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Old 17-07-2010, 17:51   #46
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I have the LED Lopo lights all around. They too are sealed and are high cost too. The first mast head tricolor failed before launch but they gave me another. These low power lights are nice and bright and meet the COLREGS.
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Old 22-07-2010, 07:19   #47
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I don't understand why so many boaters are so down on LED lighting. LEDs are the future of electric lighting. We see them in car and truck lighting, traffic lights, emergency lighting in commercial buildings, and we are beginning to see them in residential and commercial general purpose lighting.

LEDs typically use on tenth the power of incandescent lights for the same light output. I won't go into the "green" thing about energy use, but on a boat, and especially on a boat with no engine running, this reduced power consumption is significant.

There are differences between the two in color and angle of illumination that have to be understood and dealt with but the manufacturer should be doing this.

I have converted all my interior lighting to LED as well as my anchor light. Running lights will be converted at some point, but since the engine is running and the alternator is supplying current when I am underway, this is a change that can wait a while.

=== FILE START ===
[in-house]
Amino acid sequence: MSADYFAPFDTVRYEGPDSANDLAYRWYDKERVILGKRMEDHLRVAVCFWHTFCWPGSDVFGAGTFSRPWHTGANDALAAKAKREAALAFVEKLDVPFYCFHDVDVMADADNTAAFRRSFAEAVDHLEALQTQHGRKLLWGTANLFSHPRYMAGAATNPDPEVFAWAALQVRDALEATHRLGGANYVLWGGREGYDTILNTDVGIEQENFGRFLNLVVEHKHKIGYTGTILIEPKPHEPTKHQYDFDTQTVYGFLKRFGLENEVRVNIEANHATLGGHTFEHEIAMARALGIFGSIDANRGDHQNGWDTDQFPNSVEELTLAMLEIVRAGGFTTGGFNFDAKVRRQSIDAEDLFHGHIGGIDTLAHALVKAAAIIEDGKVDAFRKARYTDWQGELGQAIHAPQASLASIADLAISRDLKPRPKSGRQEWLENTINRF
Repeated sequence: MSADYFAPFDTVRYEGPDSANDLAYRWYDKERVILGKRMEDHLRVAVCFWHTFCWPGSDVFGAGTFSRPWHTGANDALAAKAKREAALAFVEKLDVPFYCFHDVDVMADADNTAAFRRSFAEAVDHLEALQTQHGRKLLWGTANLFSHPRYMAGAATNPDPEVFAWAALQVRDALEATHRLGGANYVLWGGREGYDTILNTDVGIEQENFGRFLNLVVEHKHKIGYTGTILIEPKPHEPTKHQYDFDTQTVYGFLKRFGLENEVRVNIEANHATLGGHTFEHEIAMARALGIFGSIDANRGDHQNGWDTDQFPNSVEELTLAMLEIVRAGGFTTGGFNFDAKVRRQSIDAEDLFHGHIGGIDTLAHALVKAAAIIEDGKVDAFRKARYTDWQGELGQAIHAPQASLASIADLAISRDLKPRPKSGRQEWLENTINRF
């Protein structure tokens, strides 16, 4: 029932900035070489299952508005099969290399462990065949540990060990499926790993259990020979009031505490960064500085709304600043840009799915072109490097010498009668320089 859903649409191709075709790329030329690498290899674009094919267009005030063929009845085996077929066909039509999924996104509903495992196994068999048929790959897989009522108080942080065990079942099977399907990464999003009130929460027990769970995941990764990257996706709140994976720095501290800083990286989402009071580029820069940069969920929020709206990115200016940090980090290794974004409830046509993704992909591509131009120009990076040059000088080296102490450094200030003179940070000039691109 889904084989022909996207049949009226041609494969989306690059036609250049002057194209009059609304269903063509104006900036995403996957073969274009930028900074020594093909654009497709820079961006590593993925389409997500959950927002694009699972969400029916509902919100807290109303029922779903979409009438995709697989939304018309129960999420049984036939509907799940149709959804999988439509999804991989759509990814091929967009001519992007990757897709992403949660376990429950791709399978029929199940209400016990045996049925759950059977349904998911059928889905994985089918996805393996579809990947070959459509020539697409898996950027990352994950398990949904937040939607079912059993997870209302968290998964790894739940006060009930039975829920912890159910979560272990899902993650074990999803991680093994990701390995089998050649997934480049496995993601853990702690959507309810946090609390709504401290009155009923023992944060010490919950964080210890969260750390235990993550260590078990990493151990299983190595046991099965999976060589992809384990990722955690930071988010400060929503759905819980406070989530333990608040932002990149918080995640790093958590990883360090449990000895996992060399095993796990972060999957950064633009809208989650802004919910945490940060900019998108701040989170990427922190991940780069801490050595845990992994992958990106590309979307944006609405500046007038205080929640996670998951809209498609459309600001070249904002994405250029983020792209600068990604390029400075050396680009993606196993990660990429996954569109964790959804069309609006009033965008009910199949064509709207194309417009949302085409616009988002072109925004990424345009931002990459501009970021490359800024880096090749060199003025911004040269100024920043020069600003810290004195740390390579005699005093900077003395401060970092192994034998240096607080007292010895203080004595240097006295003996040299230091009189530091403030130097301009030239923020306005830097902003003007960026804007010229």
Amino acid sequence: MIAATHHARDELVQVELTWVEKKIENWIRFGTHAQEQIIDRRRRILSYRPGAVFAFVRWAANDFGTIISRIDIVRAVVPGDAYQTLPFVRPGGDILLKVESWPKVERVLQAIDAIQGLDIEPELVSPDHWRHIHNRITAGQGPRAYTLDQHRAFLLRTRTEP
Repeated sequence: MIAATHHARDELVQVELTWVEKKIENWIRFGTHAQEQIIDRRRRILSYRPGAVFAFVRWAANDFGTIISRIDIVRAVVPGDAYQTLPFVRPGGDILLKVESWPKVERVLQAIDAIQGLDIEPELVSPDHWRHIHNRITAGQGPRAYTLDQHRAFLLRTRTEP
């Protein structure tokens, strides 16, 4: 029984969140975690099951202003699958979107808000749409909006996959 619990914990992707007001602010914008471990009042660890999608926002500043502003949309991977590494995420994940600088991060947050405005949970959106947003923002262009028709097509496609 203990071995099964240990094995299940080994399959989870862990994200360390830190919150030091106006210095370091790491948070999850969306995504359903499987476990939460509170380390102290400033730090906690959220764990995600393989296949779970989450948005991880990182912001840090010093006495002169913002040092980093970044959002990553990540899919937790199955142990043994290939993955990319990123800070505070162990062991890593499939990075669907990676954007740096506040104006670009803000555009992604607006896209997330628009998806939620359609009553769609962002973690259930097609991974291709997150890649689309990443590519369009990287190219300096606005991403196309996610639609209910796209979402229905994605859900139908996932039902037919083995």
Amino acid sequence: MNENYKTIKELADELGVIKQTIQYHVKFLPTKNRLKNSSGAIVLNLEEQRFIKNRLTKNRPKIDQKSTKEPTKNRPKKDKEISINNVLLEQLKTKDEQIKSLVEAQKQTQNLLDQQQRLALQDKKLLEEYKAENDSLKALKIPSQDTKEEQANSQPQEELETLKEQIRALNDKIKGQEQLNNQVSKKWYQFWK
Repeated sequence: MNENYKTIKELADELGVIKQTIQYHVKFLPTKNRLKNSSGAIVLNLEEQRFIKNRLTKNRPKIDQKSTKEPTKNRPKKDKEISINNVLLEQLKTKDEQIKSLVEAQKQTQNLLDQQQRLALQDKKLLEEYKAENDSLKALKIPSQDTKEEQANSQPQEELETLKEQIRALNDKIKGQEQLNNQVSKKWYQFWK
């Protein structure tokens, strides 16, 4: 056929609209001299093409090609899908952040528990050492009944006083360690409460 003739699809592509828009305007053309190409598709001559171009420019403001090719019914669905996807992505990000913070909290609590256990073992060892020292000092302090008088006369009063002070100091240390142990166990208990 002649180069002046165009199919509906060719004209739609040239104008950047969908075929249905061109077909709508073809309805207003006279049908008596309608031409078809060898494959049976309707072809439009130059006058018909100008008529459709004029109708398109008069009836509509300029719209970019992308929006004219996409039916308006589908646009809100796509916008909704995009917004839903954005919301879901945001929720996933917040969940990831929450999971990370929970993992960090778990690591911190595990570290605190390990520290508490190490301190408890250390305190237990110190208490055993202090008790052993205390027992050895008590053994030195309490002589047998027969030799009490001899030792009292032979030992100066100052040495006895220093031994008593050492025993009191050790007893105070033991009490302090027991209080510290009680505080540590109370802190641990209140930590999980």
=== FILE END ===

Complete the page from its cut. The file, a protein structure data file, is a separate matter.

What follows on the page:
Check back in a few years and I predict virtually all lighting will be LED unless something better comes along.
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Old 22-07-2010, 07:31   #48
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I don't understand why so many boaters are so down on LED lighting...
What makes you think "so many" are?
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Old 22-07-2010, 07:51   #49
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What makes you think "so many" are?
Posts on this and other boating forums.
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Old 22-07-2010, 08:25   #50
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I don't understand why so many boaters are so down on LED lighting. LEDs are the future of electric lighting. We see them in car and truck lighting, traffic lights, emergency lighting in commercial buildings, and we are beginning to see them in residential and commercial general purpose lighting.

LEDs typically use on tenth the power of incandescent lights for the same light output. I won't go into the "green" thing about energy use, but on a boat, and especially on a boat with no engine running, this reduced power consumption is significant.
I don't think anyone argues the usefulness of LEDs when it come to 'green'.

My number 1 objection has been price. As with any new technology, early adopters have to pay for the innovation. I think we're now seeing the price curve start to point down in this space. I just purchased the new series 33 Aquasignal nav lights for ~$44 US each, a big difference from models/prices 1 year ago.

Number 2 is the vast amount of confusion/mis-information from vendors over the certification of replacing nav lights with just the bulb vs. the whole unit. This is why I bought the whole unit vs. just the bulb.

As always, time will solve both issues. I do think LEDs will be the predominant source of lighting in the future.
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Old 22-07-2010, 08:43   #51
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The stuff below is straught from AquaSignal one of the largest nav light makers in the world.



Because the USCG only approves light fixtures for OEM markets where the fixtures are being sold to and installed directly by the OEM, aftermarket bulb manufacturers and fixture manufacturers are not able to attain USCG approval for their offerings.